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The Logic of Law Making in Islam: Women and Prayer in the Legal Tradition

Behnam Sadeghi, Stanford University
Format
Book
Published
Cambridge : Cambridge University Press, 2013.
Language
English
Series
Cambridge Studies in Islamic Civilization
ISBN
9781107009097, 110700909X
Related Resources
Contributor biographical information Publisher description Table of contents only
Summary
"This pioneering study examines the process of reasoning in Islamic law. Some of the key questions addressed here include whether sacred law operates differently from secular law, why laws change or stay the same and how different cultural and historical settings impact the development of legal rulings. In order to explore these questions, the author examines the decisions of thirty jurists from the largest legal tradition in Islam: the Hanafi school of law. He traces their rulings on the question of women and communal prayer across a very broad period of time - from the eighth to the eighteenth century - to demonstrate how jurists interpreted the law and reconciled their decisions with the scripture and the sayings of the Prophet. The result is a fascinating overview of how Islamic law has evolved and the thinking behind individual rulings"--
Contents
Machine generated contents note: 1. A general model; 2. Preliminaries; 3. Women praying with men: adjacency; 4. Women praying with women; 5. Women praying with men: communal prayers; 6. The historical development of Hanafi reasoning; 7. From laws and values; 8. The logic of law making.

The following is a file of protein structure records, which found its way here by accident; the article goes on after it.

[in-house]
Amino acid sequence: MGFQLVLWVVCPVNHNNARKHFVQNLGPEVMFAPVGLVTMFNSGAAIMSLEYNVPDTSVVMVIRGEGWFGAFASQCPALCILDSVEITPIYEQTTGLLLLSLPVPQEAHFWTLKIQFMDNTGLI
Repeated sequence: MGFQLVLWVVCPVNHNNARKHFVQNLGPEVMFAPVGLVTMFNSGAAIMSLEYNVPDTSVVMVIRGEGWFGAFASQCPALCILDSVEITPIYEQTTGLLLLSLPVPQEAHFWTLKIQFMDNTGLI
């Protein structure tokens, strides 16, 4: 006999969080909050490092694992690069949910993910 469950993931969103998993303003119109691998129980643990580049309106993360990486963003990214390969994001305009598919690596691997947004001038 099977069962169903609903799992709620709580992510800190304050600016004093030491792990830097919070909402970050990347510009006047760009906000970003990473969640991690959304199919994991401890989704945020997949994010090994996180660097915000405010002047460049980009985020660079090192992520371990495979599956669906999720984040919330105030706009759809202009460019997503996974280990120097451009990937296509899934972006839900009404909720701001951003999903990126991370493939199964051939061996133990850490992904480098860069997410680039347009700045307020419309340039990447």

Description
xxi, 215 pages ; 24 cm.
Notes
Includes bibliographical references (pages 201-210) and index.
Technical Details
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  • Staff View

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    a| "This pioneering study examines the process of reasoning in Islamic law. Some of the key questions addressed here include whether sacred law operates differently from secular law, why laws change or stay the same and how different cultural and historical settings impact the development of legal rulings. In order to explore these questions, the author examines the decisions of thirty jurists from the largest legal tradition in Islam: the Hanafi school of law. He traces their rulings on the question of women and communal prayer across a very broad period of time - from the eighth to the eighteenth century - to demonstrate how jurists interpreted the law and reconciled their decisions with the scripture and the sayings of the Prophet. The result is a fascinating overview of how Islamic law has evolved and the thinking behind individual rulings"-- c| Provided by publisher.
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    a| Machine generated contents note: 1. A general model; 2. Preliminaries; 3. Women praying with men: adjacency; 4. Women praying with women; 5. Women praying with men: communal prayers; 6. The historical development of Hanafi reasoning; 7. From laws and values; 8. The logic of law making.
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    a| KBP144 .S227 2013 w| LC i| 35007007723780 l| STACKS m| LAW t| BOOK
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